PhD Project on Firms' Influence on International Maritime Institutions
Christian Hendriksen completed his Master’s of Science degree in International Business and Politics from Copenhagen Business School (CBS) with a thesis concerning the power of firms in international maritime regulation. His PhD project takes direct departure in this work by seeking to explain how firms can influence international maritime institutions.
Although still early in the process, the main questions of the project have already been outlined. In the first part of the PhD project Christian will explore, which political activities firms carry out in the context of the International Maritime Organization (IMO) and whether there are patterns in terms of which types of firms conduct these activities. This phase will feed into the larger explanatory phase, in which the project intends to understand exactly how these activities affect the international regulation of shipping. The project is concerned not only with shipowners, but also engine- and equipment suppliers and maritime firms understood broadly. This means that the project will be able to contribute with insights that are relevant for the maritime industry as a whole, but it will require a substantial amount of data from many different organizations and countries.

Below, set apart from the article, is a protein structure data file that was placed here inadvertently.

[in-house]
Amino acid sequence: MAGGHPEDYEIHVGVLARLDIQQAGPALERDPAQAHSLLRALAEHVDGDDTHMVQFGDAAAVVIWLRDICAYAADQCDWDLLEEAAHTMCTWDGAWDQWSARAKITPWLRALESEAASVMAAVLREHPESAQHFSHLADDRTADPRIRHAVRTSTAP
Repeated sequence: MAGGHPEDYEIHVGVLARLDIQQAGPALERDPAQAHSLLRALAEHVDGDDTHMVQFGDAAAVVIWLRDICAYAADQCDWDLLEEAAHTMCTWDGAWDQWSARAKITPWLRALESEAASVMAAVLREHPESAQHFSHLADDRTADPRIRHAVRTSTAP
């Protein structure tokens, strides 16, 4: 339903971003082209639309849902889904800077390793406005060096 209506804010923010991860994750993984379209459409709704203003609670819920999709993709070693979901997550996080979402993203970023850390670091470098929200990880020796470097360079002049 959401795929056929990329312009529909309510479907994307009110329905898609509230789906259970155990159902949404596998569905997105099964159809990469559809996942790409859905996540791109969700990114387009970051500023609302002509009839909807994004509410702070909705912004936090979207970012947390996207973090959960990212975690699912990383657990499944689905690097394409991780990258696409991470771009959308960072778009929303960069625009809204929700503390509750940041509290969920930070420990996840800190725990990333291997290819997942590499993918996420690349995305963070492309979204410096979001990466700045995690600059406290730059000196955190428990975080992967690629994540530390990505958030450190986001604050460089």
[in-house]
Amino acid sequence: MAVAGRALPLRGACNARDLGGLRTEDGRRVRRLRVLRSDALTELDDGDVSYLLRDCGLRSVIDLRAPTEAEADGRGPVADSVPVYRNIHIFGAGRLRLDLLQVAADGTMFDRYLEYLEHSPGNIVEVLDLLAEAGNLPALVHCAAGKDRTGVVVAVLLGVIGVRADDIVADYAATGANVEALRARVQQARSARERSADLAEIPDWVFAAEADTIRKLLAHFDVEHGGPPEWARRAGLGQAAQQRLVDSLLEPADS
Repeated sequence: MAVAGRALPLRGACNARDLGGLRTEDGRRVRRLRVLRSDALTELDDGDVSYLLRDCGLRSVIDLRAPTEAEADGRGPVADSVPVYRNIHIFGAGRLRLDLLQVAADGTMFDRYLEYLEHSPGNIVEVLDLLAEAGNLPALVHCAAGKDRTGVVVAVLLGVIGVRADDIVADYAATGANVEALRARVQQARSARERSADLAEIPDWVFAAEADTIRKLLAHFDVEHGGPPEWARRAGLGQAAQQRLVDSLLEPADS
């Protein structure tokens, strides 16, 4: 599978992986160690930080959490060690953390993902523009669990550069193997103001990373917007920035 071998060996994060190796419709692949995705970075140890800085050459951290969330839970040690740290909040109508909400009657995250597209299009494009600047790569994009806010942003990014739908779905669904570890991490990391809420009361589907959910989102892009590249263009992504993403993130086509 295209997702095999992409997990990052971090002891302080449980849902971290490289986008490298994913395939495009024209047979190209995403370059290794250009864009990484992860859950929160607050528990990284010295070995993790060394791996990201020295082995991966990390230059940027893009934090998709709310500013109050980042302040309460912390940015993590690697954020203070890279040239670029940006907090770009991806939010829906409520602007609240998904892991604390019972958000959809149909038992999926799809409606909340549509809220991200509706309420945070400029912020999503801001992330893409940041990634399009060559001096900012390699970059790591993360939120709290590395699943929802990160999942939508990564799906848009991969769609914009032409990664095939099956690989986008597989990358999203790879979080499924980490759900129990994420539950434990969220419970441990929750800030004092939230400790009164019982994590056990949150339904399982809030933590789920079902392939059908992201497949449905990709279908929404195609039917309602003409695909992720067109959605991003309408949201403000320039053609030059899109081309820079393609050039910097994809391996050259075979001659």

The project is closely linked with maritime economics because of the effect that regulation has on firms. Changes in institutions translate into changes in the cost or revenue structures of individual firms because of new or amended environmental requirements. This idea links Christian’s work to the implications for the maritime executive and to other projects in CBS Maritime. Christian’s project can contribute with regulatory understanding and perspectives to the rest of CBS Maritime, but also draw on the expertise in economics that many researchers in CBS Maritime have.
The principle contributions of his project are twofold. First, Christian’s research will provide valuable insight into the political conduct of firms in international regulatory settings, which is currently not well understood. Second, maritime firms who wish to understand the mechanics of political influence may find the project extremely relevant as a source of political competitiveness.